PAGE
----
Jon Montgomery was in town last week, taking part in a Crankworx celebrity bike ride. The Olympic skeleton champion, the first Canadian to win an Olympic gold medal in Whistler, the guy who celebrated his victory by drinking from a jug of beer as he walked through Whistler Village, the man the Toronto Star called "the life of Whistler's party," returned to the scene of that party for the first time.
And then left, presumably to resume training and return to his summer job as an auctioneer.
He will be back, certainly for November's World Cup event. Perhaps then there will be some sort of public recognition of all the Canadians - Kaillie Humphries and Heather Moyse, Helen Upperton and Shelley-Ann Brown, Lyndon Rush, Chris Le Bihan, David Bissett and Lascelles Brown - who won medals in Whistler at the 2010 Olympics. One hopes.
Whistler spent seven years preparing for the Olympic Games. By most measures they were a tremendous success. The plan all along has been to leverage the exposure that the Olympics brought to boost business in the years following the Games.
But it's not the Games themselves that are remembered, it's the personalities and the moments, like Jon Montgomery walking through the village and drinking beer from a jug.
In mid-June Val d'Isere was locked up tighter than drum, as it is for several weeks every spring and fall. One restaurant, one convenience store and one hotel was the sum total of businesses open. Yet, banners and posters let visitors to this temporary ghost town know that it was the home of Mathieu Bozzetto and Deborah Anthonioz, bronze and silver medalists in snowboard events at the Vancouver Olympics.
To find a similar public display of Canadian Olympians in Whistler you'd have to visit the local branch of the Royal Bank. There, on an inside wall, are images of two RBC-sponsored Olympic athletes, Pemberton's Kristi Richards and Quebec's Dominique Maltais.
Whistler tried, with its controversial $96,000 Canada Day weekend party, to celebrate local Olympians - including gold medalists Ashleigh McIvor and Maëlle Ricker - and maintain some momentum from the Games. Whether it was effective or the effort lost in the controversy over the spending is open to debate.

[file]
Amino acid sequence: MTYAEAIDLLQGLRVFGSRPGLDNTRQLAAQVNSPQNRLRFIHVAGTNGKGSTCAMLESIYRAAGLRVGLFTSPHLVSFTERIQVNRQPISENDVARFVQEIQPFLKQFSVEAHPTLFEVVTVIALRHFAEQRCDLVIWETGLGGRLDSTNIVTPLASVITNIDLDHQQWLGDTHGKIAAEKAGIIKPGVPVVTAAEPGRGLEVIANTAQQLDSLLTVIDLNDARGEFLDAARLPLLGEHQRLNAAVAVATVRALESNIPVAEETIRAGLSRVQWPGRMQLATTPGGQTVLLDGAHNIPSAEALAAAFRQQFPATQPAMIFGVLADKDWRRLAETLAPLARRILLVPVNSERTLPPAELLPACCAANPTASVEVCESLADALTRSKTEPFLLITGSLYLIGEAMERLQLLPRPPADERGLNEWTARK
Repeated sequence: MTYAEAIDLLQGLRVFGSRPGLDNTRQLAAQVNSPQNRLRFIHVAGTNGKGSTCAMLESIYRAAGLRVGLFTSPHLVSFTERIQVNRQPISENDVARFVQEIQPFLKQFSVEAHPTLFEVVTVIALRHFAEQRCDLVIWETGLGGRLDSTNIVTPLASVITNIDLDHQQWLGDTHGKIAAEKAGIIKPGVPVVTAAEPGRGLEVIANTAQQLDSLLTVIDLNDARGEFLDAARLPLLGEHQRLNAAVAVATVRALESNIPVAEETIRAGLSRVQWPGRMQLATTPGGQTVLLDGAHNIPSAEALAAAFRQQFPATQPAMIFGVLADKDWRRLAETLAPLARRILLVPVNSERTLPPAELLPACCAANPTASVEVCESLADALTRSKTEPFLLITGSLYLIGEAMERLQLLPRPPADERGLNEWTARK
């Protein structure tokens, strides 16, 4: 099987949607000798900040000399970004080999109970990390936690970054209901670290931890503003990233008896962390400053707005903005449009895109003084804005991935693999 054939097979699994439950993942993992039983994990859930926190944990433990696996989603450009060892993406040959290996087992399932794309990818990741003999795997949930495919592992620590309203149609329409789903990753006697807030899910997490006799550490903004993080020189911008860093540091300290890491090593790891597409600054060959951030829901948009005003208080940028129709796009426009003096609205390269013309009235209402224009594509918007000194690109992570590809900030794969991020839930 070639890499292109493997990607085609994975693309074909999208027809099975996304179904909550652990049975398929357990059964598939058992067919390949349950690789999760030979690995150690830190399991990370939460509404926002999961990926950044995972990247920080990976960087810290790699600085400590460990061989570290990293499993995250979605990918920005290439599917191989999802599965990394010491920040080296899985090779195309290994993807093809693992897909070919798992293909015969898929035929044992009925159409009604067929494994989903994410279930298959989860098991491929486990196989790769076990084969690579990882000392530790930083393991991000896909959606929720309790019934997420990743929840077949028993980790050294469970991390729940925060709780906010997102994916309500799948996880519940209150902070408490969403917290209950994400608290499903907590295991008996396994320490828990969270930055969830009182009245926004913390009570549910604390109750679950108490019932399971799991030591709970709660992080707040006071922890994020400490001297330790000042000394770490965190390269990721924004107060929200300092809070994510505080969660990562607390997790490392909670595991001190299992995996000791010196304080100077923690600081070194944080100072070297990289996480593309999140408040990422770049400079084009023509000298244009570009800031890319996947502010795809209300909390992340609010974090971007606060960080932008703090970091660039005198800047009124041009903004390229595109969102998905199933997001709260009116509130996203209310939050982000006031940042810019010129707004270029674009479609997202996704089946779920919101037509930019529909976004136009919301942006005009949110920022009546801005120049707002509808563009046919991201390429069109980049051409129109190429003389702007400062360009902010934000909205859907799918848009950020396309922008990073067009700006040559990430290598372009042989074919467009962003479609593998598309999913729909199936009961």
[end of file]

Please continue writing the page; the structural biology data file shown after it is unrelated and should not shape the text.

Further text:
McIvor is certainly being recognized as a B.C. athlete, appearing in television commercials to promote tourism in the province. She was doing the same in San Francisco earlier this spring. But Whistler has yet to claim her as one of its own in a way that is apparent to visitors.
There is still the possibility that some of the personalities of the 2010 Games - medalists and the tragic Georgian luge athlete Nodar Kumaritashvili - will be memorialized in the final design of Whistler Olympic/Celebration/Medals Plaza. But the plaza won't be completed for another year. Whether there will be anything in Whistler this winter to remind visitors that McIvor and Ricker grew up here, or to honour the performances of people like Petra Majdic and Brian McKeever, remains to be seen.
The lack of acknowledgement, to date, contrasts with March 1998, when Ross Rebagliati returned home to Whistler with the first Olympic gold medal in snowboarding. At the celebrations in Village Square it was announced that a run on Blackcomb would be renamed Ross's Gold and Rebagliati Park was christened.
In March, Vail announced it was renaming a run in honour of Lindsey Vonn, just weeks after she won the women's Olympic downhill.
To be fair, Whistler was pretty busy putting on the Paralympics in March. And there may well be celebrations and honours planned to kick off the winter season. One hopes.
Canadians in general, and Whistlerites in particular, seem reluctant to celebrate their history. Certainly there are records of decisions and big events. But history - meaningful history - is about people and moments; putting a face on historical accomplishments. We've tried (how many people know where the Terry Rodgers Bridge or the Ted Nebbeling Bridge are?) and sometimes we haven't tried hard enough. (When Mike Janyk won a bronze medal at the 2009 FIS World Alpine Championships, parties were held in his honour in Austria and Montreal; Whistler overlooked the opportunity.)
The Olympic rings sitting next to Whistler Olympic Plaza are a huge draw for visitors. They are symbolic of many things. They are a part of Whistler's story. But they don't tell the Whistler story the way people do.